'Lest we forget' | One man’s quest to save Bellevue’s WWI memorial in Downtown Park

Robert Shay, a former Navy photographer, is spearheading an effort to restore a World War I memorial at Downtown Park. - Chad Coleman/Bellevue Reporter
Robert Shay, a former Navy photographer, is spearheading an effort to restore a World War I memorial at Downtown Park.
— image credit: Chad Coleman/Bellevue Reporter

A small memorial rests in the center of Bellevue’s Downtown Park, flanked by trees. Thousands of walkers and joggers navigate the paths to the outside of the park every day without venturing inward through the often soggy grass to see what lies in the center.

The more than 80-year-old memorial immortalizes the contributions of three Bellevue men who died in World War I with elm trees planted soon after their deaths.

The three trees and the small concrete memorial bear witness to Bellevue’s metamorphosis as new skyscrapers turned the downtown into an exponentially rising concrete forest. The park went from a school yard to a popular downtown getaway spot. All that time, there was one constant, the small memorial titled “Lest we forget.”

But we did. The flagpole that originally jutted skyward from the memorial is gone. The monument decayed, and the concrete punctured down the center, leaving a noticeable chasm.

But one man is attempting to revive and restore the memories often ignored, but never forgotten with a revitalized memorial that will serve as a renovated centerpiece of Bellevue’s beloved 20-acre green oasis.

Bob Shay, a former Navy photographer, has made it his personal mission to restore the memorial to its former glory.

“I get a little choked up when I see a monument like this one,” said Shay, who first came to Bellevue in 1977. “I get a little more choked up when you find it’s just been ignored for so long.”

Shay wants to keep the monument as it is, a small slab, surrounded by trees to honor the three men killed in the war. He’s still trying to determine exactly what he wants, but he knows he wants to add a flag, like what was originally there. He wants to potentially add lights so the flag can fly all the time. Most of all, he wants to make sure he doesn’t lose the character of the classic monument in an upgrade.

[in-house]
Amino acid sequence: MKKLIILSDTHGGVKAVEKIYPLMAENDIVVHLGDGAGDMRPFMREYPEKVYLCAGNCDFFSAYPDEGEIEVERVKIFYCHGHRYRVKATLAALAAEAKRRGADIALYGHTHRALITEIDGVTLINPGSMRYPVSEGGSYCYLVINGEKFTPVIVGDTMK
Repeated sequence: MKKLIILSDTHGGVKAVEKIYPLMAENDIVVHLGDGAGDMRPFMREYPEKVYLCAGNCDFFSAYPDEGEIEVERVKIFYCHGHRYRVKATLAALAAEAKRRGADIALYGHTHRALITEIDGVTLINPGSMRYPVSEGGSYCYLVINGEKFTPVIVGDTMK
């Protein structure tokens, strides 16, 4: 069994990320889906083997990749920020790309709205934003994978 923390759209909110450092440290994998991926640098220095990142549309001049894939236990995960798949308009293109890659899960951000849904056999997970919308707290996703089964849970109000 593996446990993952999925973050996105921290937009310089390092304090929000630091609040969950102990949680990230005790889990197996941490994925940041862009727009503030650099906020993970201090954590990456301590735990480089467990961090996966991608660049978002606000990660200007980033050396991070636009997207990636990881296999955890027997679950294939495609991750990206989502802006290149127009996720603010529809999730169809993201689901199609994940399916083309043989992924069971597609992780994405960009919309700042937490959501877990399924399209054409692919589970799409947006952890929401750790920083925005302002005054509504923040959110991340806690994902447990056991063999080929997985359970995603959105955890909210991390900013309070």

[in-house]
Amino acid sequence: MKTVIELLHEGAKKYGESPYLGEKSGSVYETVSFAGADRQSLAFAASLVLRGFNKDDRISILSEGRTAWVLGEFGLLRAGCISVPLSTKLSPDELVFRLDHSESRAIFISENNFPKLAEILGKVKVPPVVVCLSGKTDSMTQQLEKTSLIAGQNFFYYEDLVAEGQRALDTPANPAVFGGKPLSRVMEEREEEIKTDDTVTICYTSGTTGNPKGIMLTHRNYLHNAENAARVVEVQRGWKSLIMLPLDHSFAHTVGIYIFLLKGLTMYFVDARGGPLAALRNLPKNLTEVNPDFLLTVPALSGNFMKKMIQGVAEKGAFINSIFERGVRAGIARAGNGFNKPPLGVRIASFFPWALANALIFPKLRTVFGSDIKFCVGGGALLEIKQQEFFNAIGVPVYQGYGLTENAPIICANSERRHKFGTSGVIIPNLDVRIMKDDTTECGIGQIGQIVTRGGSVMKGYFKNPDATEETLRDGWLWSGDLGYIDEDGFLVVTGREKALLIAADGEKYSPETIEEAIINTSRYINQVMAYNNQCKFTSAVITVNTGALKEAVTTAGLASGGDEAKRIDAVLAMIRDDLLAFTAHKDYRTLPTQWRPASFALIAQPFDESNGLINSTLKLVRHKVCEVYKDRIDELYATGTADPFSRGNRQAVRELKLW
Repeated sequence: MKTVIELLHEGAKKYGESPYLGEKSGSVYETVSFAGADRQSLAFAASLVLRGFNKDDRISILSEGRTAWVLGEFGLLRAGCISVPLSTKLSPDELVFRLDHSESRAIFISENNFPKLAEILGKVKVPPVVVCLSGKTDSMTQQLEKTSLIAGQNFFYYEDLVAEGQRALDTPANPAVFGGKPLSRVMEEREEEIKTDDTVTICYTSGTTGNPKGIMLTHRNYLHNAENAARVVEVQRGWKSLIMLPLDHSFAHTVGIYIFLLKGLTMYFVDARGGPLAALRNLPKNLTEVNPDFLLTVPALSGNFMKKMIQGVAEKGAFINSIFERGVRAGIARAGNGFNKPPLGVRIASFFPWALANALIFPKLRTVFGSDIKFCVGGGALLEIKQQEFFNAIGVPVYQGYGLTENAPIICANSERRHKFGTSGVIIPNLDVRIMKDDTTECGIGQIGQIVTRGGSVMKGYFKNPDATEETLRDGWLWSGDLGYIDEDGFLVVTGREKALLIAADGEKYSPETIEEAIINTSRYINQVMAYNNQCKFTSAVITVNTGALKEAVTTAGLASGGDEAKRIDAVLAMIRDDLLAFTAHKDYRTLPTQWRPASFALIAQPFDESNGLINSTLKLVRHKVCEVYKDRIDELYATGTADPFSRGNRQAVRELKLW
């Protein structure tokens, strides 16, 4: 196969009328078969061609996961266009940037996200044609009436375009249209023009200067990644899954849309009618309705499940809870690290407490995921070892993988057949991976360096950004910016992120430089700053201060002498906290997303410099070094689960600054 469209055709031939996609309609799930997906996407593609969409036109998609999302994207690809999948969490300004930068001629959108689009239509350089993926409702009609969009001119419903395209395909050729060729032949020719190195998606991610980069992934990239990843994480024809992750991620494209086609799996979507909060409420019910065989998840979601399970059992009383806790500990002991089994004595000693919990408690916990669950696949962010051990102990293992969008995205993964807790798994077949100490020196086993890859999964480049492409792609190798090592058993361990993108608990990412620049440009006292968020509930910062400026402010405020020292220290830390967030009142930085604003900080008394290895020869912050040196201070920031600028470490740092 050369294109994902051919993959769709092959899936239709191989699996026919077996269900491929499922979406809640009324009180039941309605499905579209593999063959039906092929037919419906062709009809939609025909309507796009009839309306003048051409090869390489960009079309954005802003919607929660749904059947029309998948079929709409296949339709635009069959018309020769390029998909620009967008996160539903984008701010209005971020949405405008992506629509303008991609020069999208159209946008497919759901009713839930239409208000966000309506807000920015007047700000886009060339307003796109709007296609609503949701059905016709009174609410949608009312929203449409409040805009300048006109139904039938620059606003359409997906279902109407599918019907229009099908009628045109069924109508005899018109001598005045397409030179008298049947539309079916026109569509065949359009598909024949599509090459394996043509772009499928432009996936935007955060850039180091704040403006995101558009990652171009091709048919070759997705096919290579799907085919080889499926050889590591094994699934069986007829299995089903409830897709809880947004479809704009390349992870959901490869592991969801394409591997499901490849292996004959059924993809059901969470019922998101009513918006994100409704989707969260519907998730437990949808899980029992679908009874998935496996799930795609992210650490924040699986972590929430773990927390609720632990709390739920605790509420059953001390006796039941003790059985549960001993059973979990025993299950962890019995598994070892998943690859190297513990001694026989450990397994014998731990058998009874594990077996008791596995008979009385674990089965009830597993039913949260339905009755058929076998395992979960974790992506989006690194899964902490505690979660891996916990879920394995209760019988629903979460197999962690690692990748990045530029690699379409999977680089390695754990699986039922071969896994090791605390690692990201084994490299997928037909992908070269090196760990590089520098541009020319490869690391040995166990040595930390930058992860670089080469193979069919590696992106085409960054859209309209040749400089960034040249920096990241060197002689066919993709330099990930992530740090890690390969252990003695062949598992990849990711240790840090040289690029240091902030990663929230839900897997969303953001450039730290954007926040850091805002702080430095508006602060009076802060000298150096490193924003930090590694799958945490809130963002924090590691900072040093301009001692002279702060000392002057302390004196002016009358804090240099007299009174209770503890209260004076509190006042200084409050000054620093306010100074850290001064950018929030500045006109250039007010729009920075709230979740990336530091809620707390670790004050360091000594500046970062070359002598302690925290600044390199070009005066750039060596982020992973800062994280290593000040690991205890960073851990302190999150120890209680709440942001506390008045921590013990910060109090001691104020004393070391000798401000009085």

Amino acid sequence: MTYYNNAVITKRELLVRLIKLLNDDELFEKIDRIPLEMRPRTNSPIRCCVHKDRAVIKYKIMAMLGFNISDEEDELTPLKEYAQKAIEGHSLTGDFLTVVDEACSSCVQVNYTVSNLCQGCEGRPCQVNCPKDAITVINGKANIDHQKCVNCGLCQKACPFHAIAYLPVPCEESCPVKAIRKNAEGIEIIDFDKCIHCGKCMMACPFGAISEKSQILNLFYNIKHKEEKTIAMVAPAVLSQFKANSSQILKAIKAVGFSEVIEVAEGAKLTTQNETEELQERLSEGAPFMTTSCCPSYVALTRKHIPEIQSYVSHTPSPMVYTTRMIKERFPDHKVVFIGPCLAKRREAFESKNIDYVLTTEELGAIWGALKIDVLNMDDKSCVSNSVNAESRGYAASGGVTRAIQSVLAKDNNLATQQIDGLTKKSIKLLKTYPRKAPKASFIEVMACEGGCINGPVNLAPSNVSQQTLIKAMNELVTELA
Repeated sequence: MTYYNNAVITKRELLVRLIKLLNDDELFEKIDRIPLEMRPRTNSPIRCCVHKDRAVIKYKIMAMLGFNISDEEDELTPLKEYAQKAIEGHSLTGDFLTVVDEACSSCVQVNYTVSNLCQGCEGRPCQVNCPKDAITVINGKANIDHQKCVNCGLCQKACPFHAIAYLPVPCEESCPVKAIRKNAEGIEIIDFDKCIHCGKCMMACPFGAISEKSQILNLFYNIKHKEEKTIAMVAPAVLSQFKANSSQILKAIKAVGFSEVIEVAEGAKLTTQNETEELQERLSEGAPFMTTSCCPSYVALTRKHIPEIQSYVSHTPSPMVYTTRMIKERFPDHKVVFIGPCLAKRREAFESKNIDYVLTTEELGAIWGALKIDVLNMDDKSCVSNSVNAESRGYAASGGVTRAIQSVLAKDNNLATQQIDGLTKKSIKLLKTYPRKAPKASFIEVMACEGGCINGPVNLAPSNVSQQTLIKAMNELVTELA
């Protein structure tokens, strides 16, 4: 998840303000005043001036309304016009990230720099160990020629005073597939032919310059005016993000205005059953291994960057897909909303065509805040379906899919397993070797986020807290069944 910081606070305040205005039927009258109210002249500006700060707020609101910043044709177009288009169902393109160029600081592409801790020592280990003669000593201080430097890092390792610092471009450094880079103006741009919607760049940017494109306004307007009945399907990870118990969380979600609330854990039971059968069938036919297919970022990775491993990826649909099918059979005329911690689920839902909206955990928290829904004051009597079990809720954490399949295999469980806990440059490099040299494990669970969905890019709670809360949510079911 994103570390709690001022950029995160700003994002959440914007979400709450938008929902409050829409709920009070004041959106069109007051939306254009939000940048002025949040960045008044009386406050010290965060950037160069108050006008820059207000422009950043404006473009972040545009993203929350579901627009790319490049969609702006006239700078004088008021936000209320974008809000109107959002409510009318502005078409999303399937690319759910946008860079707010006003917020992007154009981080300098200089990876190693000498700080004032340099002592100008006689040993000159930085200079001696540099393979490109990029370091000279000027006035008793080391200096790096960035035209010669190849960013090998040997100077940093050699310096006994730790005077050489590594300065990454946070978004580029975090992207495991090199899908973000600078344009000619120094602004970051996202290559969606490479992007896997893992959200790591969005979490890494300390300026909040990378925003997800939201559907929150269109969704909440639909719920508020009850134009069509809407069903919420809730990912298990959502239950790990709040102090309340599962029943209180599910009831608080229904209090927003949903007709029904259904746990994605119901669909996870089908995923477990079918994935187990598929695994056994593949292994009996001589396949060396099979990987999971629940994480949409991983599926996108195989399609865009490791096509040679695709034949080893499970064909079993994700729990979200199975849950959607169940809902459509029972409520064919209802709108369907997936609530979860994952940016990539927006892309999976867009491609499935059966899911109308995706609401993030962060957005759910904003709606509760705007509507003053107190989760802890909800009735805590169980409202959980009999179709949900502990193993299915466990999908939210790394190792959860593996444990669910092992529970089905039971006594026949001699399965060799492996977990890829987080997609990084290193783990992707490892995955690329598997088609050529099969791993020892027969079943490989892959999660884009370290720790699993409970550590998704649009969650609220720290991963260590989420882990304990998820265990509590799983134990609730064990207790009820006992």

“I don’t want it to be this huge monument because it wasn’t,” he said. “When it was first done it wasn’t that; it was a simple monument to three guys, and I’d like to keep it a simple monument to three guys.”

Memorializing local heroes

The memorial features the names of three men: Victor Freed, Victor Hanson and Oscar Johnson, all of whom died in World War I. Newspaper reports from the time say that Freed died of Typhoid and Hanson was killed in action, while reports of Johnson’s death weren’t readily available.

The Bellevue School District in conjunction with the Bellevue Minute Women put together the monument, a cement slab with a plaque featuring the names of the men, and phrase “lest we forget.” The Minute Women honored the men who “made the supreme sacrifice in the world war,” according to the plaque, on Armistice Day, Nov. 11, 1926.

The ceremony, which came several years after the Minute Women planted three elm trees in an area owned by the Bellevue School District at the time, was widely heralded by local media.